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At the Feet of The Mother

The Mother on Sri Aurobindo’s Books (as recollected by Mona Sarkar)

A Conversation with the Mother, Recollected by Mona Sarkar. Originally published in “Blessings of the Grace”, 2015

… It is in the best possible conditions that the students are developing here, and they come in contact with this atmosphere of purity, of truth where the consciousness is charged by the transforming force of progress towards perfection and the divine love which is found nowhere, even for the cultural and aesthetic development, the refinement of the senses, of the highest degree of virtue, the appreciation of beauty, of sanctity, and of the subtle, the simple life, the spiritual influence, and above all, especially the Presence — the Presence of the one who is the Supreme Knowledge, the Omniscience from where all emanates, the Reality of our existence, Truth, Beauty … and this Manifestation in a perpetual blossoming. He has given us only a fragment of His knowledge and even that no one can understand. This is the difference, being here. He has opened the doors of the delight of this terrestrial existence which is a mystery. He has revealed to us the Truth in its purity and its totality. He has amassed for us the sublime ananda and the purifying light with which the atmosphere is fully impregnated. You are breathing it, you are imbibing it, you are absorbing it without knowing this exceptional privilege which is found nowhere. It has even become a part of your existence….

However, if the student has the thirst to learn something, I am sure that one can learn better here than in any other part of the world, if only one wants to learn and fill his mind with the true knowledge, the pure idea, to think adequately, to deduce, to reason and to understand, to know and to become intelligent, alert and conscious of all that surrounds us, of all that we feel and perceive, in fact, to develop the mental faculties, the vital faculties and the physical faculties, — for all things, to open oneself towards the heights in order to develop other faculties which are innate and latent in us and demand an absolute discipline to awaken to a new process, to become master of ourselves, of the circumstances and of the whole world — this is the knowledge — to know oneself and then one becomes master of all….

This is the ideal, but to develop the base, the foundation, even to learn, I mean, ordinarily one must work hard and do mental gymnastics to know, to understand, to study, and to express better one’s profound feelings, and one’s emotions, the sensations, in a word, to enlarge one’s comprehension, the skill, the intelligence, to grasp better and develop the mental faculty, for any discovery, to acquire knowledge, one must at least read Sri Aurobindo. The essence of true knowledge of the highest degree is there. Even if it is to learn a language or else anything, philosophy, psychology, humanities, history, logic, the science of living and the various applied sciences, the religious and the occult domains, and spirituality. Finally, if it is to build or to fashion the different powers of the human mind and its spirit, by evoking the thirst for knowledge and the will to learn with the spirit behind, — for any subject, one will have the key to discover the substance and the essence of that which constitutes them, of that which they reveal, that which they represent.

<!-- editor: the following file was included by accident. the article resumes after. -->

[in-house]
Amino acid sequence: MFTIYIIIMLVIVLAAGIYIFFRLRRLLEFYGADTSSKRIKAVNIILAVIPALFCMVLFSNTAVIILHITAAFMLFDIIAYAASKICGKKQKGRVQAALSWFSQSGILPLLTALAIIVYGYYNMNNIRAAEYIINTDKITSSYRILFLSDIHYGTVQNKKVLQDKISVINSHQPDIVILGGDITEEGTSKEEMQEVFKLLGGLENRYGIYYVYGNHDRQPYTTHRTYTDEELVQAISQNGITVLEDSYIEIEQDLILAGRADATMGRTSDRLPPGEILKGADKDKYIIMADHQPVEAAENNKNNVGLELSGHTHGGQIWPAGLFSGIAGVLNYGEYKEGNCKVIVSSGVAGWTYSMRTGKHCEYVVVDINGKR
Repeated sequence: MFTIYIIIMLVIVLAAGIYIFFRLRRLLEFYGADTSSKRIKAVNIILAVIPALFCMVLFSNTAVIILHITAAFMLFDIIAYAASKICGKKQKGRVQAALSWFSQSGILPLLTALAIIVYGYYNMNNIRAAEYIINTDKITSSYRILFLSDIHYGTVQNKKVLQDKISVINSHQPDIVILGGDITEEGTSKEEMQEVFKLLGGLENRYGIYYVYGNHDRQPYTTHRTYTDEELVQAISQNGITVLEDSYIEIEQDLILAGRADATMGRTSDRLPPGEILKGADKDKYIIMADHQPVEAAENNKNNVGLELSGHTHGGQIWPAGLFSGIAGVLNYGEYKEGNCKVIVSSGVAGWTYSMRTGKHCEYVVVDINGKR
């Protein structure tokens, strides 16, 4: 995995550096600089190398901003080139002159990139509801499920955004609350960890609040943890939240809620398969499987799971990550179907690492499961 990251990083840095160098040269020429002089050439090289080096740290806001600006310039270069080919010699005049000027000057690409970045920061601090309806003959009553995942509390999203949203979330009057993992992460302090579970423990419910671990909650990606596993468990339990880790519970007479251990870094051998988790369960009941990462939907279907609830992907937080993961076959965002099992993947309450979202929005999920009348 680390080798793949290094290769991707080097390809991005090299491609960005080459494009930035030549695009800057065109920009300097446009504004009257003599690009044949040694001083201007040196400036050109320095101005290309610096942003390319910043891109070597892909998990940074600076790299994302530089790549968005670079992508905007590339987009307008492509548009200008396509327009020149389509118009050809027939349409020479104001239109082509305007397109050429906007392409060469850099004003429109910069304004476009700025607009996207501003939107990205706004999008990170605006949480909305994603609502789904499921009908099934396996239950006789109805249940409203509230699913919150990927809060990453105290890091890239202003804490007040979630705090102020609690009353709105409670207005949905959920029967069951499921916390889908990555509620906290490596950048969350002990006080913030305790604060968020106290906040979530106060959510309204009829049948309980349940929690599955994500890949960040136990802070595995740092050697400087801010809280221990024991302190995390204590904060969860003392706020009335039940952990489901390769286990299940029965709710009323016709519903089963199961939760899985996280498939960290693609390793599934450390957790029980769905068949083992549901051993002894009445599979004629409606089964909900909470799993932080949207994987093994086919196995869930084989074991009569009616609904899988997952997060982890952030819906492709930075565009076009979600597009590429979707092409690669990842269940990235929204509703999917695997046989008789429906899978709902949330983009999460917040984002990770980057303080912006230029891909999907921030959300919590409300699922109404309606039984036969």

Theoretically, if the students want to learn, or study, or even know a language, if they are serious and want to appreciate better the shades, the subtleties, the grandeur, the richness, in short, to express better their thoughts, their emotions and their profound sentiments, or if it is to speak clearly and adequately, or discuss logically, they only have to read Sri Aurobindo and they will find all that they need. I do not mention communicating with pure thoughts and the high metaphysics — all this they will have as much as they can understand. But usually, normally, to express themselves better, they ought to study the simple things He has written, — the essays, the plays, his poems and his speeches to appreciate better the beauty of his language, the clarity of thought, simple and direct to approach, the diversity in His expressions whose subjects are innumerable.

The cadences and the harmony, the sound and the vibrations, the beauty and the perfection of the language, the subtle nuances taking in the classical, the romantic as well as the modern styles by a delicate subterfuge, sweet and at the same time profound and virile, with a quality of language which is incomparable…. There is nothing that jars, nothing that clashes or is left hanging but evokes a state which He expresses in its purity in its brief and clear lucidity. It is this that we have a little difficulty in appreciating, the value with which His language is full and vibrant. On the whole, each sentence with its syntax expresses perfectly the idea which He wants to express, the exact meaning of what He gives, the verb which corresponds perfectly to the subject, the impeccable adjective which is unquestionable, so much so that one could not find another, the direct complement which evokes the mood, and the whole gives the exact sense of what He expresses.